Breyer criticizes death penalty in Florida case
TALLAHASSEE, Fla. –
The U.S. Supreme Court on Monday refused to take up a Death Row inmate's appeal in the 4-decade-old murder of an Orlando car salesman --- but Justice Stephen Breyer used the case to raise broader questions about the death penalty.
Breyer, who wrote a dissenting opinion in the case of Death Row inmate Henry Sireci, has called in the past for reconsidering the constitutionality of the death penalty. But his pointed comments Monday came as Florida's death penalty has been on hold for nearly a year because of court rulings that found parts of state law unconstitutional.
Breyer focused his dissent, in part, on the length of time since Sireci was first sentenced to death in 1976 and whether that violates the constitutional ban on cruel and unusual punishment.
"He has lived in prison under threat of execution for 40 years," Breyer wrote. "When he was first sentenced to death, the Berlin Wall stood firmly in place. Saigon had just fallen. Few Americans knew of the personal computer or the internet. And over half of all Americans now alive had not yet been born."
Breyer added later, "I should hope that this kind of delay would arise only on the rarest of occasions. But in the ever diminishing universe of actual executions, I fear that delays of this kind have become more common. The number of yearly executions has fallen from its peak of 98 in 1999 to 19 so far this year, while the average period of imprisonment between death sentence and execution has risen from 12 years to over 18 years in that same period."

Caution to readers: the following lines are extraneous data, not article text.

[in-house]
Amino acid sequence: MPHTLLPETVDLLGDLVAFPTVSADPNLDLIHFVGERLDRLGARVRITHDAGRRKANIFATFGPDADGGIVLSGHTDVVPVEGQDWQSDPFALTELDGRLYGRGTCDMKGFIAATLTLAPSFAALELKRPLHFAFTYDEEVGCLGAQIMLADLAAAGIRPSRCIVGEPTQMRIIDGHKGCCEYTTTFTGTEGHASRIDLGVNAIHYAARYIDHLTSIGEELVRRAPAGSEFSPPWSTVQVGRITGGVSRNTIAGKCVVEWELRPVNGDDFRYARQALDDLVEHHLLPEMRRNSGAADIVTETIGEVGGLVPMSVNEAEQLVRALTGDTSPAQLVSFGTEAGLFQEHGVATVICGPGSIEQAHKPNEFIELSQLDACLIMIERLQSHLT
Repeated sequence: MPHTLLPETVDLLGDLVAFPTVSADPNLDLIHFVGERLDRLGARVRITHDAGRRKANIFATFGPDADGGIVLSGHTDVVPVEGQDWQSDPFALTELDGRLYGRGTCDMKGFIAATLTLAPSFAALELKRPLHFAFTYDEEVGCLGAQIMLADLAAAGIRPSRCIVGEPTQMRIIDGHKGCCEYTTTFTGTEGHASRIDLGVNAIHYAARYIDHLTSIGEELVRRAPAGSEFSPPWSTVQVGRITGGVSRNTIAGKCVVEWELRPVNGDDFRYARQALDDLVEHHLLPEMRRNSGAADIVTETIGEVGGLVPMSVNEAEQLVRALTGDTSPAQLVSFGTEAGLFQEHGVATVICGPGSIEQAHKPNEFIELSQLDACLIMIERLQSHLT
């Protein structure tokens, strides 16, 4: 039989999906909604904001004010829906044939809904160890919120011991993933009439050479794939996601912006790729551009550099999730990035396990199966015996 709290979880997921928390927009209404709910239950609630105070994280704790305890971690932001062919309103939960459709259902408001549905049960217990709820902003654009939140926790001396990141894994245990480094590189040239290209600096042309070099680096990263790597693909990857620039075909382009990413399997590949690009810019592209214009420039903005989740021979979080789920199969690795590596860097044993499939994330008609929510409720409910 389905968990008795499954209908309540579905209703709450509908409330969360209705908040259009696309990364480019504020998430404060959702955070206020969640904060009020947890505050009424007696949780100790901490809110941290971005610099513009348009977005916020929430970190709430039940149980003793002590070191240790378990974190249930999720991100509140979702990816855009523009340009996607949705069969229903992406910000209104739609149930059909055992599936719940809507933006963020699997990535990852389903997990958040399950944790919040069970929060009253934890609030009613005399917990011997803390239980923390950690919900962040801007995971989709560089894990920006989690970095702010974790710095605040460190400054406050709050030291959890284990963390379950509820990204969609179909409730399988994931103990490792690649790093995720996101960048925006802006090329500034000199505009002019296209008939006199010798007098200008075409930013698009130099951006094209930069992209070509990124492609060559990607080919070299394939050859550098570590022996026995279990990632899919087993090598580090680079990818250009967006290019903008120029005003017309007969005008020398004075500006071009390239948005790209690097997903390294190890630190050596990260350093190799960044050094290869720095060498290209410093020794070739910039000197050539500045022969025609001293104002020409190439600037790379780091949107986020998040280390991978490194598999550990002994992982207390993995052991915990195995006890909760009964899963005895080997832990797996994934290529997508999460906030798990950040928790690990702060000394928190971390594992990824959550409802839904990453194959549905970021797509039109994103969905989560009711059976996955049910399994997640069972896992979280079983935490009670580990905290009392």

Sireci, now 68, was sentenced to death in the murder of used-car dealer Howard Poteet, who suffered 55 stab wounds, according to a brief filed by Attorney General Pam Bondi's office. A death warrant was issued for Sireci's execution in 1986, but an appeal led to a new sentencing hearing. Sireci was again sentenced to death, but a series of state and federal appeals played out over more than two decades.
In the appeal before the Supreme Court on Monday, the issues focused on a crime-lab analyst's testimony about a hair that was found on one of the victim's socks and linked to Sireci. Sireci's attorneys challenged the testimony and argued that DNA testing should be conducted.
But Bondi's office asked the Supreme Court to turn down the appeal, arguing that "upon any reasonable interpretation of the facts of this case, the result of the trial would not be different absent the challenged forensic testimony."
The Supreme Court, as is common, did not detail its reasons Monday for declining to take up Sireci's appeal.
Breyer's dissent did not address the rulings that have tied up Florida's death penalty since January, but it came as prosecutors, defense attorneys, judges and policymakers grapple with a series of issues about capital punishment in the state.
The U.S. Supreme Court ruled in January that Florida's death-penalty sentencing process was unconstitutional because it gave too much authority to judges, instead of juries.
State lawmakers quickly passed a law to try to address the issues in the ruling. But the Florida Supreme Court in October found the law unconstitutional because it did not require unanimous jury recommendations before imposing death sentences.
News Service of Florida